MONTEGA CORPORATION v. HazelrigsAnnotate this Case
229 Ga. 126 (1972)
189 S.E.2d 421
MONTEGA CORPORATION v. HAZELRIGS.
Supreme Court of Georgia.
Argued April 12, 1972.
Decided May 3, 1972.
Long, Weinberg, Ansley & Wheeler, Palmer H. Ansley, J. Kenneth Moorman, Neely, Freeman & Hawkins, Albert H. Parnell, Wall & Campbell, Al Wall, for appellants.
Shoob, McLain & Jessee, C. James Jessee, Jr., Christopher D. Olmstead, for appellee.
Hazelrigs, the guardian of Brand, sought damages and equitable relief against Montega Corporation for Brand, alleging a continuing and abatable wilful trespass and nuisance, in that Montega, by reason of construction activities on its land adjacent to land owned by Brand, caused and was causing unnatural flooding and the deposit of soil and rocks on Brand's property. This is an appeal from an interlocutory order, duly certified by the trial judge, overruling the defendant's motion to strike paragraph 18 of the petition, as follows: "As a further direct and proximate result of defendant's intentional, wilful and malicious acts, plaintiff has suffered severe mental and emotional pain and suffering and has become seriously mentally ill and has been committed to the Central State Hospital in Milledgeville, Georgia, for treatment. Accordingly, plaintiff is entitled to recover from defendant the sum of $250,000 as damages for such mental illness and mental pain and suffering."
The defendant contends that this paragraph "constitutes an effort to allege and claim an item of damage not recognizable under Georgia law based upon the allegations contained in the complaint." Held:
We affirm. What the plaintiff relies upon, as disclosed by the allegations under attack, when viewed with the remainder of his complaint, is that an intentional trespass to property will support a claim for mental illness occasioned thereby, unaccompanied by actual physical injury. *127 The leading case of Chapman v. Western Union Telegraph Co., 88 Ga. 763 (15 SE 901, 17 LRA 430, 30 ASR 183) on which the defendant relies in seeking a reversal here, is not authority to the contrary. The Court of Appeals, in commenting on this case and others, has stated: "In cases where mere negligence is relied on, before damages for mental pain and suffering are allowable, there must also be an actual physical injury to the person, or a pecuniary loss resulting from an injury to the person which is not physical; such an injury to a person's reputation, or the mental pain and suffering must cause a physical injury to the person ... In cases where mere negligence is not relied on, but the conduct complained of is malicious, wilful, or wanton, mental pain and suffering may be recovered without the attendant circumstances mentioned above." Kuhr Bros., Inc. v. Spahos, 89 Ga. App. 885, 890 (81 SE2d 491). Later, in a case involving an intentional trespass, entering and removing furniture from an apartment, the Court of Appeals said: "It is of interest to note that, where a wilful and intentional tort is committed against another, though such tort be in reference to property rights, in a proper case the tortfeasor may be liable for injuries to the plaintiff's health resulting from such tort." Chamberlin Co. of America v. Mays. 92 Ga. App. 173, 175 (88 SE2d 176). Insofar as is here applicable we find nothing to the contrary in the numerous cases cited by the defendant, many of which expressly recognize the distinction between claims based on mere negligence and more aggravated situations.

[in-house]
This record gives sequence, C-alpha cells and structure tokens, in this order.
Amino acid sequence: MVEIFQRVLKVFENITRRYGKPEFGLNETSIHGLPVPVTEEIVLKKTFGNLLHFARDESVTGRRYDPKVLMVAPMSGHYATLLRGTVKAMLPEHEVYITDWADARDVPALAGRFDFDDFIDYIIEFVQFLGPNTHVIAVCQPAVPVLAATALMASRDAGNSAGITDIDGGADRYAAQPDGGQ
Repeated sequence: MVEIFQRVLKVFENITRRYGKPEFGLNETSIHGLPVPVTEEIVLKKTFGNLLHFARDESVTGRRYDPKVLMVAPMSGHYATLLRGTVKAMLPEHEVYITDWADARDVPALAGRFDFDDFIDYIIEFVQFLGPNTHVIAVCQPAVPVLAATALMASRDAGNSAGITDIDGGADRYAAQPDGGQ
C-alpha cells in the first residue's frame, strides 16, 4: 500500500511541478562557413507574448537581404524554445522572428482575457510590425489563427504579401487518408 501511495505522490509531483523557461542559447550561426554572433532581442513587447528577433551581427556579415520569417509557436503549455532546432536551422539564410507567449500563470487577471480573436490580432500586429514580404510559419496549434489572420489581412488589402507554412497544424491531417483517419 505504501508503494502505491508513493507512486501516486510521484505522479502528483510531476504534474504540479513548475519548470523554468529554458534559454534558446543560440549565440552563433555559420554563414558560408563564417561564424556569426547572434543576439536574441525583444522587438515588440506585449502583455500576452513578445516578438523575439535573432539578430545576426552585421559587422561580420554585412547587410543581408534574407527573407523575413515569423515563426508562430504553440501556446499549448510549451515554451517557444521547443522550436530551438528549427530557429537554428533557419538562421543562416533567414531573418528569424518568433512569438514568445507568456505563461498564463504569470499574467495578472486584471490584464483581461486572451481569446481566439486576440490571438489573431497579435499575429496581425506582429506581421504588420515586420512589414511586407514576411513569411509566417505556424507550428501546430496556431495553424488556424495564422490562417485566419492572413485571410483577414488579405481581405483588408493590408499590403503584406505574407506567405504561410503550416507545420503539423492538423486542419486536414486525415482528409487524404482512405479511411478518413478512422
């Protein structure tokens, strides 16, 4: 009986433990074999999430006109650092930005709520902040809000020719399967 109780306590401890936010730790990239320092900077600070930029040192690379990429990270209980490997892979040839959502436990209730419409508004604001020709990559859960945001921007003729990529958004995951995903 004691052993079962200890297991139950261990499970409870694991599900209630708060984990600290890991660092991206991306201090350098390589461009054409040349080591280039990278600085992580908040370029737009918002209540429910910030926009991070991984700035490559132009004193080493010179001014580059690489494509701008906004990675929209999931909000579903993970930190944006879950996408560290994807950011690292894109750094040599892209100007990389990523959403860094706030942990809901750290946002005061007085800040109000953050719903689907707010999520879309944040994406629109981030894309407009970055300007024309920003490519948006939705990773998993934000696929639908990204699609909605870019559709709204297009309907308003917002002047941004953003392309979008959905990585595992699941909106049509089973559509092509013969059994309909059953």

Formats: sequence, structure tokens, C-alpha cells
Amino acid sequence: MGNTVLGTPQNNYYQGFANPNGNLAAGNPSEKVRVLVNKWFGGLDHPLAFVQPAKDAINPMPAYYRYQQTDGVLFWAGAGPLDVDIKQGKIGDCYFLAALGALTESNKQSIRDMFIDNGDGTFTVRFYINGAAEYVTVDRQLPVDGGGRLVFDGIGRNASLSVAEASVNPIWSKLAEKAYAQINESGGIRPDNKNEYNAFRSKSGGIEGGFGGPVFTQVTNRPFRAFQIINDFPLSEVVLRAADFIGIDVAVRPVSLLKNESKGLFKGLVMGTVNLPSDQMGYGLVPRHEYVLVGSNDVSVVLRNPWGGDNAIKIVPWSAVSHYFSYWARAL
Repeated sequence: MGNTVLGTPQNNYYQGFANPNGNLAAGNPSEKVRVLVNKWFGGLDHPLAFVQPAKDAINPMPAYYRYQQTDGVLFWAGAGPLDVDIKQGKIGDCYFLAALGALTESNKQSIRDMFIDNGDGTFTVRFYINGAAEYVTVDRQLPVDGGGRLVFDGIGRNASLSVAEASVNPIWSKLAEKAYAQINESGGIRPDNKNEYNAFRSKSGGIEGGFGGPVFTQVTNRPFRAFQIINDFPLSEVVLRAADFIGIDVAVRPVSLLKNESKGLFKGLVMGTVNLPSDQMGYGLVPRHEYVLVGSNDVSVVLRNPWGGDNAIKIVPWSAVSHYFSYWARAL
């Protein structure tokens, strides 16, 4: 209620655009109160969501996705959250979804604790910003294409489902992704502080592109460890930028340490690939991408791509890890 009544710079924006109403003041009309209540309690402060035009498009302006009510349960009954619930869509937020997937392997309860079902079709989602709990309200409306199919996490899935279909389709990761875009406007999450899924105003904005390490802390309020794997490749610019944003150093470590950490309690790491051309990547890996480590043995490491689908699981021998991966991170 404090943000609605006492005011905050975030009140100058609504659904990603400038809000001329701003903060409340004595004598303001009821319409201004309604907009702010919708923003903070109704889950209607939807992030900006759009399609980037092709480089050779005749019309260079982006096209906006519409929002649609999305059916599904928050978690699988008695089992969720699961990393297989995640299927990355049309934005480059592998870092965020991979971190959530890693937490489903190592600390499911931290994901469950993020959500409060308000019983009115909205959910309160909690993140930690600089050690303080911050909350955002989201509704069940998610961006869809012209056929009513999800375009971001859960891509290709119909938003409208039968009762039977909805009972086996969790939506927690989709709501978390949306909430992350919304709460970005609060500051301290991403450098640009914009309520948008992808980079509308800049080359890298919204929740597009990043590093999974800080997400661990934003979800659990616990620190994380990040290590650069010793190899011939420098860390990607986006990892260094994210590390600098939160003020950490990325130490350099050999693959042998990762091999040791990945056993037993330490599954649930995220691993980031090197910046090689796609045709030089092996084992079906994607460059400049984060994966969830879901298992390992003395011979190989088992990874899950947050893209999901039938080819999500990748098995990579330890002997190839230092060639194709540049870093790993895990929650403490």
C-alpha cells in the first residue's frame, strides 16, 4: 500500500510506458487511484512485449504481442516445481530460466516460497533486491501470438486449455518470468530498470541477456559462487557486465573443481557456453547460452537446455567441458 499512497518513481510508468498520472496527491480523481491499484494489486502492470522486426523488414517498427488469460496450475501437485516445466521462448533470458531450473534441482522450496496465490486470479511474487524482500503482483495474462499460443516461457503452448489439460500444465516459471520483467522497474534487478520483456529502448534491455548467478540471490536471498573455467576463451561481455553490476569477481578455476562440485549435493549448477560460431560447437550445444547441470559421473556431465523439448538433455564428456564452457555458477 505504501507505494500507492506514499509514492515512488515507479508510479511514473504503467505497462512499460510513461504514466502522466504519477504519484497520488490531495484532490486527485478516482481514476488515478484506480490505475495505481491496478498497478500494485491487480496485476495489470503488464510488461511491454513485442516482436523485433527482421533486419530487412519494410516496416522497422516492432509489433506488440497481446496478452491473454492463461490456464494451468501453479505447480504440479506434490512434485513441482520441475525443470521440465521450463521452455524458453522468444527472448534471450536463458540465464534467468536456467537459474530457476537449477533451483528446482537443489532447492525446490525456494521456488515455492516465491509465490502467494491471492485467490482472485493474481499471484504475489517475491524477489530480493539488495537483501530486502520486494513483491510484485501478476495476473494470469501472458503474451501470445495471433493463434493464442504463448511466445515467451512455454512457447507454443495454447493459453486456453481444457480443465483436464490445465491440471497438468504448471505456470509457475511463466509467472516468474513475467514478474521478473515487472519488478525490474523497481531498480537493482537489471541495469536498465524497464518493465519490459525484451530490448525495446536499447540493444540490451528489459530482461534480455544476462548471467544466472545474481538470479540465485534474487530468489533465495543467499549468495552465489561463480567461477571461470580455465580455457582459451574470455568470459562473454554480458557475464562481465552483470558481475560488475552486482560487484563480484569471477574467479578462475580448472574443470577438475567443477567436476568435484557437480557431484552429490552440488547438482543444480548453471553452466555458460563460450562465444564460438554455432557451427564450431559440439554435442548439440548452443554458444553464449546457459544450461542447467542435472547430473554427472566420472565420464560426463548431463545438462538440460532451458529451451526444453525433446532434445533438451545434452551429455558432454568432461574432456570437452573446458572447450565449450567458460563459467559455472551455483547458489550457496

Inasmuch as an intentional tort is here alleged as the basis for damages for mental illness, we do not reach a consideration of the holding in Barrow v. Ga. Lightweight Aggregate Co., 103 Ga. App. 704, 709 (120 SE2d 636), that a mere trespass to real property, but not necessarily intentional, wilful, or malicious, "imposes liability for damage caused to property and person, including mental and physical injury of the owner and his family" except to note that it reflects an enlightened viewpoint heretofore *128 not expressly recognized in Georgia.
Judgment affirmed. All the Justices concur.